To the Editor:
I would like to add my two cents to what people have and will be talking about today, because I was at the Women of the Wall’s service this morning.
I don’t get to the service very often, as I work during the week and am only free on Fridays. Over the years I have attended a couple of times a year. Even when I still lived in the Boston area and served as a congregational rabbi on the North Shore, I often managed to attend. I remember, before Robinson’s Arch, going with Women of the Wall from the back of the Ezrat Nashim (women’s prayer area) up the stairs (Torah in a duffel bag) to a small archaeological park with an amazing view. And I’ve been to the Robinson’s Arch part of the wall for the Torah service several times.
It sounded like, after the recent court decisions, that women would be free to don tallit and tefillin in the women’s prayer area itself. The court ruled that this is not illegal.
And so, I got up at 4 a.m. this morning and traveled to Jerusalem full of anticipation with two other women from Ra’anana, which is a bit north of Tel Aviv.
The service was marred by the “call to arms” yesterday in a number of communities in Israel for young women students to come to the Kotel prayer area by 6:30 a.m. (Women of the Wall’s service begins at 7 a.m.) and fill up the entire women’s prayer area. Indeed, hundreds — if not more — young people did exactly that. The area where Women of the Wall usually pray together at the back of the women’s prayer area was completely filled with young Orthodox women protesters who didn’t exactly understand what they were doing there and had not only filled up the prayer area but milled around in huge numbers outside of that area as well.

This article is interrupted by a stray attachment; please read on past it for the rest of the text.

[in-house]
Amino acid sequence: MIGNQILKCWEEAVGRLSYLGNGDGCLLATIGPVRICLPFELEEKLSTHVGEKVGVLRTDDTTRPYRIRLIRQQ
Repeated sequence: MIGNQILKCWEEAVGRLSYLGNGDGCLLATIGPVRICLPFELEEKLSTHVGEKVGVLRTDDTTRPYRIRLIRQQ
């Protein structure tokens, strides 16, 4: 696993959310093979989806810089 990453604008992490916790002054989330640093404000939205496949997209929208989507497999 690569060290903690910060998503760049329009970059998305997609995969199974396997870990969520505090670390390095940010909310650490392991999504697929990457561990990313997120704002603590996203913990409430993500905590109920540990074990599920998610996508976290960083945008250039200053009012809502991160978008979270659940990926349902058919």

Eventually, Women of the Wall began their service outside the prayer area (immediately behind it) because there was no other space. I give a lot of credit to the shlichot tsibur (prayer leaders) who, in the face of very loud jeering and whistle-blowing and shouting and other shenanigans from the back and sides of the men’s section, led the women in prayer and song. This, despite the obvious attempts to make a mockery of the Rosh Chodesh prayer service.
I saw the daughter of one of the women participants in the service get hit in the head during the davening by a rock that was thrown. At the end of the service, as we were preparing under heavy police guard to leave the area of the Kotel, I was hit in the head by a half-full water bottle lobbed from the jeering crowd. I picked it up after regaining my composure and took a look at the label. It read: “Brachah” (blessing). So indeed, I received a “blessing on my head” this Rosh Chodesh Sivan at the Kotel.
Rabbi Dr. Ilana Rosansky